In 1921, Ireland was partitioned. Most of the country became part of the independent Irish Free State. However, six out of the nine counties of Ulster remained part of the United Kingdom as Northern Ireland. In the 1921 elections [45] in Northern Ireland,

This territory of Northern Ireland, as established by the Government of Ireland Act 1920, had its own provincial government which was controlled for 50 years until 1972 by the conservative Ulster Unionist Party (UUP). The tendency to vote on sectarian lines and the proportions of each religious denomination ensured that there would never be a change of government. In local government, constituency boundaries were drawn to divide nationalist communities into two or even three constituencies and so weaken their effect (see Gerrymandering).

The (mainly Catholic) Nationalist population in Northern Ireland, besides feeling politically alienated, was also economically alienated, often with worse living standards compared to their Protestant (mainly Unionist) neighbours, with fewer job opportunities, and living in ghettos in Belfast, Derry, Armagh and other places. Many Catholics considered the Unionist government was undemocratic, bigoted and favoured Protestants. Emigration for economic reasons kept the nationalist population from growing, despite its higher birth rate. Although poverty, (e)migration and unemployment were fairly widespread (albeit not to the same extent) among Protestants as well, on the other hand the economic situation in Northern Ireland (even for Catholics) was for a long time arguably still better than in the Republic of Ireland.

During the 1930s the IRA launched minor attacks against the Royal Ulster Constabulary (RUC) and British Army in Northern Ireland. The IRA began another armed campaign in Britain in 1939. During World War II the IRA leadership hoped for support from Germany, and chief of staff Seán Russell travelled there in 1940; he died later that year after falling ill on a U-boat that was bringing him back to Ireland (possibly with a view to starting a German sponsored revolution in Ireland). Suspected republicans were interned on both sides of the border, for different reasons.

The Border Campaign in the mid-50s was the last attempt at traditional military action and was an abject failure. The Movement needed to reconsider its strategy.


In the late 1960s, Irish political activists groups found parallels with their struggle against religious discrimination in the civil rights campaign of African Americans the US against racial discrimination. Student leaders such a Bernadette Devlin McAliskey and Nationalist politicians such as Austin Currie tried to use non-violent direct action to draw attention to the blatant discrimination. By 1968, Europe as a whole was engulfed in a struggle between radicalism and conservativism. In Sinn Féin, the same debate raged. The dominant analysis was that Protestant Irishmen and women would never be bombed into a united Ireland. The only way forward was to have both sides embrace socialism and forget their sectarian hatreds. They resolved to no longer to be drawn into inter-communal violence.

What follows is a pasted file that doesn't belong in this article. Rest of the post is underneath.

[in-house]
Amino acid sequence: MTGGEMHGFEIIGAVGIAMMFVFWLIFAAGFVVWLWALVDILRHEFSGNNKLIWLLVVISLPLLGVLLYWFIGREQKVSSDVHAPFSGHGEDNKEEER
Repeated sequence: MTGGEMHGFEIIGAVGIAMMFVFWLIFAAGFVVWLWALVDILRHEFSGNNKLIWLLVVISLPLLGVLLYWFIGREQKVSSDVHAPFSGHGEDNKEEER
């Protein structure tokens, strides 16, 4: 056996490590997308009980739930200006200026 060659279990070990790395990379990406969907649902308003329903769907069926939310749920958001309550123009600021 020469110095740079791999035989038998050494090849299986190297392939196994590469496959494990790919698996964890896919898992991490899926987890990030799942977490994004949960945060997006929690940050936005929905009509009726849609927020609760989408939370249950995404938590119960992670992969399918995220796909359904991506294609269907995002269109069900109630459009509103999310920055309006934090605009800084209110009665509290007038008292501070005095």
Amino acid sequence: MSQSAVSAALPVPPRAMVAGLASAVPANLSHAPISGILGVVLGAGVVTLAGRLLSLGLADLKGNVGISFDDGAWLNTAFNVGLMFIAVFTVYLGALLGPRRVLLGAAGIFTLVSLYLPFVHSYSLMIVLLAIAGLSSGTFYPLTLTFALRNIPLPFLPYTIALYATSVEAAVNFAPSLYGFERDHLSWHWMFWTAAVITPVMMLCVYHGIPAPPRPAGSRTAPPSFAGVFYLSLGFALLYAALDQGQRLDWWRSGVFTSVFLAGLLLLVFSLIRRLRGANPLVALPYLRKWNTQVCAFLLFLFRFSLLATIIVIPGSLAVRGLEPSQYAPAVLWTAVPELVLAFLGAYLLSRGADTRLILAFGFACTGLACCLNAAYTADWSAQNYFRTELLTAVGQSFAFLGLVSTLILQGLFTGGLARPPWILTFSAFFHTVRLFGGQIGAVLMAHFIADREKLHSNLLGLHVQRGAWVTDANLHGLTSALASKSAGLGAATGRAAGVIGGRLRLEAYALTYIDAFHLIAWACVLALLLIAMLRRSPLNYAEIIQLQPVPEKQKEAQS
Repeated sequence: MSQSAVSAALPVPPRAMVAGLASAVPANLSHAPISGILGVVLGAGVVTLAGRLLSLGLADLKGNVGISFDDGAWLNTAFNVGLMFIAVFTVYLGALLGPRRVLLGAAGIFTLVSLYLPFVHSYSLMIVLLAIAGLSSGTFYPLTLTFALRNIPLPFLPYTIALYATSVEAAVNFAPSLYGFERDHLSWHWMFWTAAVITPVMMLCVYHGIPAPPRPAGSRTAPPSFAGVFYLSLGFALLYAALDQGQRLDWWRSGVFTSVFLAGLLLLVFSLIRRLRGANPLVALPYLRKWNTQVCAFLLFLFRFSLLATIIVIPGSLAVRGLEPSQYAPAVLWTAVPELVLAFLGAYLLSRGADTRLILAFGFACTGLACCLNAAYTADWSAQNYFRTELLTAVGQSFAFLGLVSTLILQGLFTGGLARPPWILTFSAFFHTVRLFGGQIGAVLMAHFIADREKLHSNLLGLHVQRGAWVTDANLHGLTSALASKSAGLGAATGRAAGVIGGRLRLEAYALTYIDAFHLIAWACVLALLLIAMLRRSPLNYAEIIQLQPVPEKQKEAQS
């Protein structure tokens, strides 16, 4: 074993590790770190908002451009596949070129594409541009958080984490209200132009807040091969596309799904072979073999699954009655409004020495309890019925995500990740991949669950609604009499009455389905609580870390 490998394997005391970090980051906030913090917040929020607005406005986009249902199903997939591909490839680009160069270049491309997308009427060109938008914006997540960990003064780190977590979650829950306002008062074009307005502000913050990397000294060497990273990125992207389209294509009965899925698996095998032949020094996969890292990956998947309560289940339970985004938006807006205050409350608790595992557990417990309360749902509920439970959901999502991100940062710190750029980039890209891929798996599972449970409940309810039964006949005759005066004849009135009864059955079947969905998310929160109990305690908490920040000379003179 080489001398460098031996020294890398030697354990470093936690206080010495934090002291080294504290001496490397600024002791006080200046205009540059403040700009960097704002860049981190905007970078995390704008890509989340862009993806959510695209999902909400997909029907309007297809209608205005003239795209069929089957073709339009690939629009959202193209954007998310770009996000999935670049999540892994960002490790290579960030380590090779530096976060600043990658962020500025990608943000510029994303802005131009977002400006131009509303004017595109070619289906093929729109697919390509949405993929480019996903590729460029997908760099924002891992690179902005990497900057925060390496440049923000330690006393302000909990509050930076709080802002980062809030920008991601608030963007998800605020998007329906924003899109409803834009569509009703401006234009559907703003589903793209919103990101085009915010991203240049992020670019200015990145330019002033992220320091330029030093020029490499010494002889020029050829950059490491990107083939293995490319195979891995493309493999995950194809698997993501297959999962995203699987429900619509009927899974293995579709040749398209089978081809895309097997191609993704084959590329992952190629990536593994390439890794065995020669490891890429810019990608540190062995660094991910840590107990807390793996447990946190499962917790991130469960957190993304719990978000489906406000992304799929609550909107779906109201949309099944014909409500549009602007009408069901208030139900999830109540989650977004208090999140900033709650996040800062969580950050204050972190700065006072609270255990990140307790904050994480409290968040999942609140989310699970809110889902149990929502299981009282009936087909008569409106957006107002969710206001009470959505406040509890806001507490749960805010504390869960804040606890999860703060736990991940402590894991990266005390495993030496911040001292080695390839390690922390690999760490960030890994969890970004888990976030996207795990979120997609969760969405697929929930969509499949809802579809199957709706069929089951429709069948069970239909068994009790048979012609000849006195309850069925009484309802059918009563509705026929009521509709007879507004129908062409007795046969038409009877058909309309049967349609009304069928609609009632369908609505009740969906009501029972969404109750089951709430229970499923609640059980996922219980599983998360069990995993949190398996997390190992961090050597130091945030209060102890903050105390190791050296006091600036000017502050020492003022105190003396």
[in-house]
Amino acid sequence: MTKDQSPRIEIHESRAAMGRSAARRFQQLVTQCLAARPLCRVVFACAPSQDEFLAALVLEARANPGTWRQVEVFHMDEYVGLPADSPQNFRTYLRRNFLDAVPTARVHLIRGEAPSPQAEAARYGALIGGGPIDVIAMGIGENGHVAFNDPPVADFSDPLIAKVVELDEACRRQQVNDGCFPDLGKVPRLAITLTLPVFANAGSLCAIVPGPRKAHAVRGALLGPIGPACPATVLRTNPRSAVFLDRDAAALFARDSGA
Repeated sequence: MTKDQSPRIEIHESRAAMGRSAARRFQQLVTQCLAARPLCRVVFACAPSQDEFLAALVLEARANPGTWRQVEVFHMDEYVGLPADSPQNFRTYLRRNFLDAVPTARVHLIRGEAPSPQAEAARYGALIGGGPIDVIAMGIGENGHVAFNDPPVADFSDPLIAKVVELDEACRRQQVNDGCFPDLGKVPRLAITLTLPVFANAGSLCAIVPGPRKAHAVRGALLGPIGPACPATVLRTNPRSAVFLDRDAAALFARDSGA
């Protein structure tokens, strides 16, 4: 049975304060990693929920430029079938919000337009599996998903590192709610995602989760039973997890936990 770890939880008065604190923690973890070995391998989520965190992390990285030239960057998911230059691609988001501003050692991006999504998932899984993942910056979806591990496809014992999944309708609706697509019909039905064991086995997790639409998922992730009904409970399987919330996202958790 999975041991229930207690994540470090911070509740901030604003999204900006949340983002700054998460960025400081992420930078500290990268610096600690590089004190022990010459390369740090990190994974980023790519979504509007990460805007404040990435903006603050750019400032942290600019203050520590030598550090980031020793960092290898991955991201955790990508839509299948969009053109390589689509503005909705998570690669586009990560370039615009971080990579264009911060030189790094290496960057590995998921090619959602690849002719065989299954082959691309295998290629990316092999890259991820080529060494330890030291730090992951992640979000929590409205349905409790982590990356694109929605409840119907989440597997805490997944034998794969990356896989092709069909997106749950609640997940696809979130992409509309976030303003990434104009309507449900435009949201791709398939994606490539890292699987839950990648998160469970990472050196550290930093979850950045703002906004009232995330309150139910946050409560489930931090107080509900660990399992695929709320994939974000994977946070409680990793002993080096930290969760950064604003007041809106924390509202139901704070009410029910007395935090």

As a response to the civil rights campaign militant loyalist paramilitary groups started to emerge in the Protestant community. The Ulster Volunteer Force (UVF) was the first. The UVF had originally existed among loyalist Ulster Protestants before World War I to oppose Home Rule. In the 1960s it was relaunched by militant loyalists, encouraged by certain politicians, to oppose any attempt to reunite Northern Ireland with the Republic of Ireland, which is how they saw any change in their status vis-a-vis Catholics.

By mid-1969 the violence in Northern Ireland exploded. Consistent with their new political ideology, the IRA declined to intervene. By late August, the British government had to intervene and declare a state of emergency, sending a large number of troops into Northern Ireland to stop the intercommunal violence. Initially welcomed by some Catholics as protectors, later events such as Bloody Sunday and the Falls Road curfew turned many against the British Army.


Divisions began to emerge in the Republican movement between leftists and conservatives. The leader of the IRA, Cathal Goulding believed that the IRA could not beat the British with military tactics and should turn into a workers' revolutionary movement that would overthrow both governments to achieve a 32-county socialist republic through the will of the people (after WWII the IRA no longer engaged in any actions against the Republic). Goulding also drove the IRA into an ideologically Marxist-Leninist direction which attracted idealistic young supporters in the Republic, but alienated and angered many of the IRA's core supporters in the North. In particular, his decision to regard the UVF as deluded rather than as the enemy, was anathema to traditionalists and those who were its potential victims.